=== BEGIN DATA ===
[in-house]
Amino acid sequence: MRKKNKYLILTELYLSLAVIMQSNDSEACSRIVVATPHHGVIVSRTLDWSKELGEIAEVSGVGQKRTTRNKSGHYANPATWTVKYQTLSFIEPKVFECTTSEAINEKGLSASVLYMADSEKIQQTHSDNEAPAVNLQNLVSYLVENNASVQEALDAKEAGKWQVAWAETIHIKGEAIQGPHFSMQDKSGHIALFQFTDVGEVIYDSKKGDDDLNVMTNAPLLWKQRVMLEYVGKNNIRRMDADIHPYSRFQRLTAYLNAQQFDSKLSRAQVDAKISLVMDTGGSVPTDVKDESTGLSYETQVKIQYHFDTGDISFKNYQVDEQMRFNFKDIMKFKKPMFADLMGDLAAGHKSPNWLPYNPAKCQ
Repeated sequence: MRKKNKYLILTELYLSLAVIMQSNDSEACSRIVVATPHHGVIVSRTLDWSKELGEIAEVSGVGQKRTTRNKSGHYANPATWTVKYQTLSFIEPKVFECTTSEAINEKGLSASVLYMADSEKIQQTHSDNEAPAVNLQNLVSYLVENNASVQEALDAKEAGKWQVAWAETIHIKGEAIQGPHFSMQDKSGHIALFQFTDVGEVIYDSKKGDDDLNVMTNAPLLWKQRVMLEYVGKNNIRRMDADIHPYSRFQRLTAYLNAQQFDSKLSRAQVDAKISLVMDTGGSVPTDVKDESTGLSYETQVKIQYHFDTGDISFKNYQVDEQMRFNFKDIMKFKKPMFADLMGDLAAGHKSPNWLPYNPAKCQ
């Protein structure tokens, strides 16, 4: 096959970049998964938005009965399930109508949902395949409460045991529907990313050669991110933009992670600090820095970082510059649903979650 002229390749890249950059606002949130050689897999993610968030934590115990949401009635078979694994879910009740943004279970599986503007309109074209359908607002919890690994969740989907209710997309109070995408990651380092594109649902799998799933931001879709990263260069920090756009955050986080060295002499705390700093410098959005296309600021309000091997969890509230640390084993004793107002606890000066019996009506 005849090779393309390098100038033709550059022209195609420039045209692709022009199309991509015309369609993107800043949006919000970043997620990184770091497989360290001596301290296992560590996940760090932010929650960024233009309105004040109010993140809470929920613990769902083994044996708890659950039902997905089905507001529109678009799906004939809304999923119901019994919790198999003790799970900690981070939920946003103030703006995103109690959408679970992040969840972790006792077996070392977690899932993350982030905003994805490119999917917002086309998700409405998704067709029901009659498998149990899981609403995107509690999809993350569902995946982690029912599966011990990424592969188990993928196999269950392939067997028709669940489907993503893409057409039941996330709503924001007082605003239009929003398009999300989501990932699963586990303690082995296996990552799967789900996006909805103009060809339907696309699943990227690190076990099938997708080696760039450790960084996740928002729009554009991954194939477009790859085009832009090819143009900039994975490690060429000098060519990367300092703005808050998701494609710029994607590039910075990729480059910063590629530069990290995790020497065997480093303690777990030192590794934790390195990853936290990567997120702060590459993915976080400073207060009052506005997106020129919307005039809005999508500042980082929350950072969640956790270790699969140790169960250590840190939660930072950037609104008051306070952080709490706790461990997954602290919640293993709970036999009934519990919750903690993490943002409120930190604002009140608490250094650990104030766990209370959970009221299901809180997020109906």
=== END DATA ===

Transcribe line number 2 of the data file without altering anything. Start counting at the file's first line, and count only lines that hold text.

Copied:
Amino acid sequence: MRKKNKYLILTELYLSLAVIMQSNDSEACSRIVVATPHHGVIVSRTLDWSKELGEIAEVSGVGQKRTTRNKSGHYANPATWTVKYQTLSFIEPKVFECTTSEAINEKGLSASVLYMADSEKIQQTHSDNEAPAVNLQNLVSYLVENNASVQEALDAKEAGKWQVAWAETIHIKGEAIQGPHFSMQDKSGHIALFQFTDVGEVIYDSKKGDDDLNVMTNAPLLWKQRVMLEYVGKNNIRRMDADIHPYSRFQRLTAYLNAQQFDSKLSRAQVDAKISLVMDTGGSVPTDVKDESTGLSYETQVKIQYHFDTGDISFKNYQVDEQMRFNFKDIMKFKKPMFADLMGDLAAGHKSPNWLPYNPAKCQ